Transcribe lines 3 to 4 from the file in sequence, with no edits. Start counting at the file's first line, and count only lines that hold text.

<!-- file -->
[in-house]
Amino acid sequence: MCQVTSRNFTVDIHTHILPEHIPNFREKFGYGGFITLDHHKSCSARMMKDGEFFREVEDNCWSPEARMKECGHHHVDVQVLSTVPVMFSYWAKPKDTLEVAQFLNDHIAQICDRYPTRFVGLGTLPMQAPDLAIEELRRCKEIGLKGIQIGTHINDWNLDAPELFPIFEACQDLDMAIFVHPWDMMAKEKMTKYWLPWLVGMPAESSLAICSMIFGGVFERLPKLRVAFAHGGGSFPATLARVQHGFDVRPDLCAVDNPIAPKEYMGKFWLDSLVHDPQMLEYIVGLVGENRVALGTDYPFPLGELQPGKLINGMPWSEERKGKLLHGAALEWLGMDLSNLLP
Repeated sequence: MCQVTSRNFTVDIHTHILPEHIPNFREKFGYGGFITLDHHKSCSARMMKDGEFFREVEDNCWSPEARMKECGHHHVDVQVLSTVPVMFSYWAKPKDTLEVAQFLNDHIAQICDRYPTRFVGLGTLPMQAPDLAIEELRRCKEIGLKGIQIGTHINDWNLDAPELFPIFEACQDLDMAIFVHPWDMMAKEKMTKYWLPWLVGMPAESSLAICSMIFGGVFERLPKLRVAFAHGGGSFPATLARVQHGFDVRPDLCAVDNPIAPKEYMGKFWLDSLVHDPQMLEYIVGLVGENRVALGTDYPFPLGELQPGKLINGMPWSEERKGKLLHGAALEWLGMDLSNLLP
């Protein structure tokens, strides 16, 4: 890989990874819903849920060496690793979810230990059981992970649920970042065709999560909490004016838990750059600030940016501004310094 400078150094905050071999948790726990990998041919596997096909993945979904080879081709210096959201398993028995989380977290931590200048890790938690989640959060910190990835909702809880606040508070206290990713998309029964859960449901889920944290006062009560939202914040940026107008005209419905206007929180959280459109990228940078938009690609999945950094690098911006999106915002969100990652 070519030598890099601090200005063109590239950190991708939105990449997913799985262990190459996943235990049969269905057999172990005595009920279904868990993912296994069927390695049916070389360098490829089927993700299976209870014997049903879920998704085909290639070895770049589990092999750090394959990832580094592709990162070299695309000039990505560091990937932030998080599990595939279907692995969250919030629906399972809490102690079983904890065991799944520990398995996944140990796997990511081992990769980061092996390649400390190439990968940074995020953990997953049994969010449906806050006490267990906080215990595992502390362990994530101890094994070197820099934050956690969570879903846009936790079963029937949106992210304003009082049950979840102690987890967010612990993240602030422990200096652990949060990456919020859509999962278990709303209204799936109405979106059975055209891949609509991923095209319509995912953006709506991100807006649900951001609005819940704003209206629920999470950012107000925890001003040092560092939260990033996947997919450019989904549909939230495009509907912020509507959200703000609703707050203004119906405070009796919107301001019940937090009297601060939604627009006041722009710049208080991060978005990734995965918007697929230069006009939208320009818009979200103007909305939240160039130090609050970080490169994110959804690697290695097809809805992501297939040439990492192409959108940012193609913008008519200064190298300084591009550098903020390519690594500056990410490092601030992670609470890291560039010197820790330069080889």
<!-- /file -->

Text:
Repeated sequence: MCQVTSRNFTVDIHTHILPEHIPNFREKFGYGGFITLDHHKSCSARMMKDGEFFREVEDNCWSPEARMKECGHHHVDVQVLSTVPVMFSYWAKPKDTLEVAQFLNDHIAQICDRYPTRFVGLGTLPMQAPDLAIEELRRCKEIGLKGIQIGTHINDWNLDAPELFPIFEACQDLDMAIFVHPWDMMAKEKMTKYWLPWLVGMPAESSLAICSMIFGGVFERLPKLRVAFAHGGGSFPATLARVQHGFDVRPDLCAVDNPIAPKEYMGKFWLDSLVHDPQMLEYIVGLVGENRVALGTDYPFPLGELQPGKLINGMPWSEERKGKLLHGAALEWLGMDLSNLLP
């Protein structure tokens, strides 16, 4: 890989990874819903849920060496690793979810230990059981992970649920970042065709999560909490004016838990750059600030940016501004310094 400078150094905050071999948790726990990998041919596997096909993945979904080879081709210096959201398993028995989380977290931590200048890790938690989640959060910190990835909702809880606040508070206290990713998309029964859960449901889920944290006062009560939202914040940026107008005209419905206007929180959280459109990228940078938009690609999945950094690098911006999106915002969100990652 070519030598890099601090200005063109590239950190991708939105990449997913799985262990190459996943235990049969269905057999172990005595009920279904868990993912296994069927390695049916070389360098490829089927993700299976209870014997049903879920998704085909290639070895770049589990092999750090394959990832580094592709990162070299695309000039990505560091990937932030998080599990595939279907692995969250919030629906399972809490102690079983904890065991799944520990398995996944140990796997990511081992990769980061092996390649400390190439990968940074995020953990997953049994969010449906806050006490267990906080215990595992502390362990994530101890094994070197820099934050956690969570879903846009936790079963029937949106992210304003009082049950979840102690987890967010612990993240602030422990200096652990949060990456919020859509999962278990709303209204799936109405979106059975055209891949609509991923095209319509995912953006709506991100807006649900951001609005819940704003209206629920999470950012107000925890001003040092560092939260990033996947997919450019989904549909939230495009509907912020509507959200703000609703707050203004119906405070009796919107301001019940937090009297601060939604627009006041722009710049208080991060978005990734995965918007697929230069006009939208320009818009979200103007909305939240160039130090609050970080490169994110959804690697290695097809809805992501297939040439990492192409959108940012193609913008008519200064190298300084591009550098903020390519690594500056990410490092601030992670609470890291560039010197820790330069080889």